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Carla Scarano D'Antonio was born in Italy but is now British by nationality. She remains Italian at heart, if only by virtue of her love of cooking and of family. In 'Negotiating Caponata', her first collection of poems, she tells of family loves and losses, with food as a metaphor in the telling.
Find out more about Carla's work on her website, here: www.carlascaranod.co.uk
'I really enjoyed this collection. ... The intensity of the family relationships is graphically captured with great sensitivity, and the sense of pain and regret that runs through the book like a watermark grounds the poems. The final poems look at the beginning of a new life, so the collection finally moves away from the trials of family life and the collection ends on a positive and upbeat note.'
Review published on London Grip, September 2020 here: https://londongrip.co.uk/2020/09/london-grip-poetry-review-carla-scarano-dantonio/
Reviewing in SOUTH 63 maazine, David Ashbee commn=ents;
'This is a slim but mouth-watering collection...'
'The conceit for this collection is Proust's madeleines... based on Italian recipes. Textures and tastes, odours and herbs provoke the memories, with diversions to ant slaughter, family violence ... taken altogether continuation was what struck me, how powerless and distant the past grows, and how the generations move one, beyond.'
— Sam Smith, The Journal #61, October 2020
'The simple and direct style of this collection belies its strong emotional impact. It merits reading and returning to. I am left with a sense that this is a collection about identity, of identity that endures and carries with us, what it is like to connect and sustain relationships at proximity and distance, what we want to preserve, and what we might prefer to leave behind.'
— Karen Izod, The High Window, December 2020
'An Italian heritage and emotional restraint are perfectly blended in Carla Scarano D’Antonio’s poetry. Food serves as a natural and effective symbol in her poems, which are engaging, sustaining and finely-judged.'
— Dawn Wood
'Scarano D’Antonio’s intriguing collection incorporates at first seemingly disparate components … part recipe book, part memoir of place, part meditation on human interactions, these poems are at turn soft with nostalgia and sharp with the honesty of relationships sometimes difficult to negotiate....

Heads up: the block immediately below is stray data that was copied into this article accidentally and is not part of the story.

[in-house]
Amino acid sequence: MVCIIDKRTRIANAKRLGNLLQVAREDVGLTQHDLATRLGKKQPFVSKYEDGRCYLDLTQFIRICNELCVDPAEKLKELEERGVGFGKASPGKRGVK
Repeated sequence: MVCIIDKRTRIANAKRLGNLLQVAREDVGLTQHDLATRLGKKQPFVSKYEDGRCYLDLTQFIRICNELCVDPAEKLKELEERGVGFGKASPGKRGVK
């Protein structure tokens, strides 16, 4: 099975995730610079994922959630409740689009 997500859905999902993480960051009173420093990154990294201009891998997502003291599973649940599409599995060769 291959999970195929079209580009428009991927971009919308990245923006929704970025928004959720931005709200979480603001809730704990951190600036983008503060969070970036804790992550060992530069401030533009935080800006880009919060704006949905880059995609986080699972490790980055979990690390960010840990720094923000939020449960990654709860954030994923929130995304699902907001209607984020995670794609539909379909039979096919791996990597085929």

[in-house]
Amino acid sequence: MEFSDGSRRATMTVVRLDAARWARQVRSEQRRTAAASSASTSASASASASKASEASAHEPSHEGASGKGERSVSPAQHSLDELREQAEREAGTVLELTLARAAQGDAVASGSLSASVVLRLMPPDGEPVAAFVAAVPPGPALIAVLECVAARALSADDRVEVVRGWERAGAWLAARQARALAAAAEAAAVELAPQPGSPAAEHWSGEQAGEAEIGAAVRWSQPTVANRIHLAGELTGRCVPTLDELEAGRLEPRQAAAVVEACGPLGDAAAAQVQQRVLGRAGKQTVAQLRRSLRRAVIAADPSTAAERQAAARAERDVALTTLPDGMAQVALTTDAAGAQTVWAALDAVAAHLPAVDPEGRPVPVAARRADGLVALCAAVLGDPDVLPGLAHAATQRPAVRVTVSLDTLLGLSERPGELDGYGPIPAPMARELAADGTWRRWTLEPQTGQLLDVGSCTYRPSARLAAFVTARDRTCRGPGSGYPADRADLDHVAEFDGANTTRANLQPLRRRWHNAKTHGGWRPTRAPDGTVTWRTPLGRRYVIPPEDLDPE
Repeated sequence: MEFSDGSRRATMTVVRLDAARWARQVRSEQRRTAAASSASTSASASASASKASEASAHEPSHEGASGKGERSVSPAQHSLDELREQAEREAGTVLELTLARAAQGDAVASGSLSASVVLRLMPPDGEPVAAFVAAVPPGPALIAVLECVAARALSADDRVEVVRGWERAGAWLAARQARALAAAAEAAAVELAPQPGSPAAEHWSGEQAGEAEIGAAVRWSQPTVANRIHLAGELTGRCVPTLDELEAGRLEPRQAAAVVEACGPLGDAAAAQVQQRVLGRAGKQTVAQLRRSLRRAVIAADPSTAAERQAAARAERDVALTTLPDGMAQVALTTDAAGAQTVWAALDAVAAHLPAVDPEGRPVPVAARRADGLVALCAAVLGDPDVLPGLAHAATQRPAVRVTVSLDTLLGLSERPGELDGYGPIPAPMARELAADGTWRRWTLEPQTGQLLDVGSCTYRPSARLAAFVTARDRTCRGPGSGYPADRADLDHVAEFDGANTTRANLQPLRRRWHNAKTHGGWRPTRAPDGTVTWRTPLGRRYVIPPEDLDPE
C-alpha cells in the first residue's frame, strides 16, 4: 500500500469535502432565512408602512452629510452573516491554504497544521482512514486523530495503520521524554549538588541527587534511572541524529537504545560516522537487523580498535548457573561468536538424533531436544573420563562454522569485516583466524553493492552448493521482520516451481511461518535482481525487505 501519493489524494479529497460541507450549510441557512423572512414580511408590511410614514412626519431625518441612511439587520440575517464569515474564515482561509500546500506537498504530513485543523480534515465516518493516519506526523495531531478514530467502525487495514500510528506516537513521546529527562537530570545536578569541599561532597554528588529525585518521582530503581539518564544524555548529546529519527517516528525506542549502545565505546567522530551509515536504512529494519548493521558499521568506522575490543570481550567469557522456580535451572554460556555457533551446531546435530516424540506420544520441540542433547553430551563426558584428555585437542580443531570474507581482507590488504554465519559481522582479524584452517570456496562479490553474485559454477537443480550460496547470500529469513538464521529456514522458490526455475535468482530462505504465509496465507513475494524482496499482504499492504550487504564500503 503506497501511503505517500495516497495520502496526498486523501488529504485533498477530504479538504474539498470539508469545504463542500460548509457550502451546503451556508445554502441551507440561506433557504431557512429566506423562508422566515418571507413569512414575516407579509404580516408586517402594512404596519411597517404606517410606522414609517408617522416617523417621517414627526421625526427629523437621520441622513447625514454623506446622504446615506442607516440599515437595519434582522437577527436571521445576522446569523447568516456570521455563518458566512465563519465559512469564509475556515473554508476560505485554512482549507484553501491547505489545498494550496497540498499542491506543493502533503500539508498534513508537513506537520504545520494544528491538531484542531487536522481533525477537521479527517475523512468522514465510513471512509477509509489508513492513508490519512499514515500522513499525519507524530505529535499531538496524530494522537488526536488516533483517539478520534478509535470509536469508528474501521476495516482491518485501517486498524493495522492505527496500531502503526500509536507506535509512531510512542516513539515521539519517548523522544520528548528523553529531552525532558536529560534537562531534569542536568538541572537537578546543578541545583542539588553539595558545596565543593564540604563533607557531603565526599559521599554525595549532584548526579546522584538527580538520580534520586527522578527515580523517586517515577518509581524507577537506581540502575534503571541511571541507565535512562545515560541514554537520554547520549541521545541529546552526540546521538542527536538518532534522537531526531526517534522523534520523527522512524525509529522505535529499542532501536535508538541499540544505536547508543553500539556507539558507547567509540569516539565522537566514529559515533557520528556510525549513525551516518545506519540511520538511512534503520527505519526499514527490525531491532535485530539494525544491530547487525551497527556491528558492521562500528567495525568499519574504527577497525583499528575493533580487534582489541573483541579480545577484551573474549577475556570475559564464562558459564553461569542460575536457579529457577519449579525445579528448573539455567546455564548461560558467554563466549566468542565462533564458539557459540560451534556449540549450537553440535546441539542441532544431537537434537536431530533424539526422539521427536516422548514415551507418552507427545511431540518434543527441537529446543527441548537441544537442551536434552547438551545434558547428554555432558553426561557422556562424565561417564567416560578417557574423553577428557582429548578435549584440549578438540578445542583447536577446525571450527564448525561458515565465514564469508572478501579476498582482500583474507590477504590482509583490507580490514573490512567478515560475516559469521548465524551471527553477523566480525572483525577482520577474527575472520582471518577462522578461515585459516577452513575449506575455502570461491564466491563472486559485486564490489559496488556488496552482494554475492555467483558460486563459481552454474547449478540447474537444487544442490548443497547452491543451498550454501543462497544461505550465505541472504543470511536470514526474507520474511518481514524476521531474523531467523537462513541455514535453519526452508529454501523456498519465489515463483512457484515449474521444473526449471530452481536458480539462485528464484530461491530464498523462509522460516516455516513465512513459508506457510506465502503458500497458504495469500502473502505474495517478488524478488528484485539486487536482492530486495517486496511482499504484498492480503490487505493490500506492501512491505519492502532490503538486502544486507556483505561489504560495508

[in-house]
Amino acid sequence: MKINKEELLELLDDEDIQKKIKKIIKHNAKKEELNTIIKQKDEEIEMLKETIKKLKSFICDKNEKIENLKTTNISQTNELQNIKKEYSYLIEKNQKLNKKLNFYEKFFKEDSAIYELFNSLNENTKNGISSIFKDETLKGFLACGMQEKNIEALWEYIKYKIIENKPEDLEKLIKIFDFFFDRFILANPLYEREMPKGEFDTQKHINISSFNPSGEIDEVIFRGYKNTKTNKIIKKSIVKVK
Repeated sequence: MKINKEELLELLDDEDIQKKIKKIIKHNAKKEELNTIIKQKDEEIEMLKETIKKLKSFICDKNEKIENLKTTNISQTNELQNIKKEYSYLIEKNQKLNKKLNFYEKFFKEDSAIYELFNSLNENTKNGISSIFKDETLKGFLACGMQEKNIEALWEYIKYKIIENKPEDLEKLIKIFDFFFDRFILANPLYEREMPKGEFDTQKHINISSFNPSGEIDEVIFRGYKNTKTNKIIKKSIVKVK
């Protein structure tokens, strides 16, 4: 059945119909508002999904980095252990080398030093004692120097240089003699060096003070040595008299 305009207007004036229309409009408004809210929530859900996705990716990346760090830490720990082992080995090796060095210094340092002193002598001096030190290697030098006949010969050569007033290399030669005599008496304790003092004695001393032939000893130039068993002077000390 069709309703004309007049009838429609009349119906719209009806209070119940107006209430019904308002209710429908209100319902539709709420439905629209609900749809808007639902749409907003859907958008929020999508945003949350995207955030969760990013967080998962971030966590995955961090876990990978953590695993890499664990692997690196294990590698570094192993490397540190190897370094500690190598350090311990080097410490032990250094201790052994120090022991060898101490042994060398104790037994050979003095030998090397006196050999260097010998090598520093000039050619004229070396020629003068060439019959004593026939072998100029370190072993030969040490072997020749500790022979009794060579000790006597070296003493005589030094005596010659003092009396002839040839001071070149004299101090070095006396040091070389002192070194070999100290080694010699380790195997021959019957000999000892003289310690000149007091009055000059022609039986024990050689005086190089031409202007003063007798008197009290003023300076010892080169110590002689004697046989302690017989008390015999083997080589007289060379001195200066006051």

...As in any good amalgam, this collection of poems is stronger than the mere compilation of its distinct pieces. The poems speak to each other, to the poems which proceeded and the poems which follow, and the overall effect is richly satisfying. Arriving at the end has made me want to start again, this time savouring more intently each individual taste, ultimately learning the secret to Negotiating Caponata.'
— Josephine LoRe, FreeFall Magazine April 2021. Whole review here: https://freefallmagazine.ca/review-of-carla-scarano-dantonios-caponata/
'... "Smoothie": Some of the language is startling in its directness:
" you camouflaged the fennels in thick white sauce and parmigiano
served it on cold chopping boards,
it was frightful.
"her face is a riot
What the world throws at me"
and it is this poem, which perhaps is the most difficult to know, yet is somehow the most telling. That life makes its marks on us, ravages, can’t somehow be resolved, yet continues with unknown possibilities in the movement and spaces of its final two poems.
The simple and direct style of this collection belies its strong emotional impact. It merits reading and returning to. I am left with a sense that this is a collection about identity, of identity that endures and carries with us, what it is like to connect and sustain relationships at proximity and distance, what we want to preserve, and what we might prefer to leave behind.'
— Karen Izod, The High Window
'From caponata to carbonara, these poems are rich with a Mediterranean sensibility; a number of them are about the symbolic importance, sensuality, and comfort of food. The observation is precise; the words are selected and measured with care. Family history, a father’s final days, a mother and her cyclamens, and an acute assessment of the seasons all contribute to this simmering assimilation, to savour and enjoy.'
— Greg Freeman (contributor & past editor at Write Out Loud)
'I read these poems convinced that Carla Scarano D’Antonio not only loves the human race with all its quirks, weaknesses and occasional glories; she faces up to difficult issues without inflicting glib judgments on the reader. She recognises “the importance of imperfection”, a message beautifully conveyed in ‘In touch with my daughter in Tokyo’: “The impersonal networking / warms me up, though infertile / reminds me of the importance of imperfection / in our infernal autonomy.”This is a wonderful collection. I thoroughly enjoyed the satisfying complexity of poems such as ‘Negotiating Caponata’, which is so much more than a recipe, and am haunted by the lingering beauty of words that most of us can only chase in dreams.'
– Heather Cook (read her whole review www.writeoutloud.net/public/blogentry.php?blogentryid=105032
'[Negotiating Caponata] is concerned with the urge to commit to family life (despite the memories of past abuse), especially her daughter and the memory of the love of her mother ... this is a pamphlet she can rightly be proud of.'
— Rodney Wood (Read the whole review in The Blue Nib here: https://thebluenib.com/carla-scarano-dantonios-negotiating-caponata-reviewed-by-rodney-wood/
Negotiating Caponata was launched in an online event hosted by Janice Dempsey on 15th July 2020. Read Greg Freeman's review of the event here: https://wokingwriters.wordpress.com/2020/07/17/carla-scarano-dantonio-launches-negotiating-caponata-poetry-collection/
'Negotiating Caponata' by Carla Scarano D'Antonio
published on July 1st 2020
Paperback, 14.8 x 21,0 cm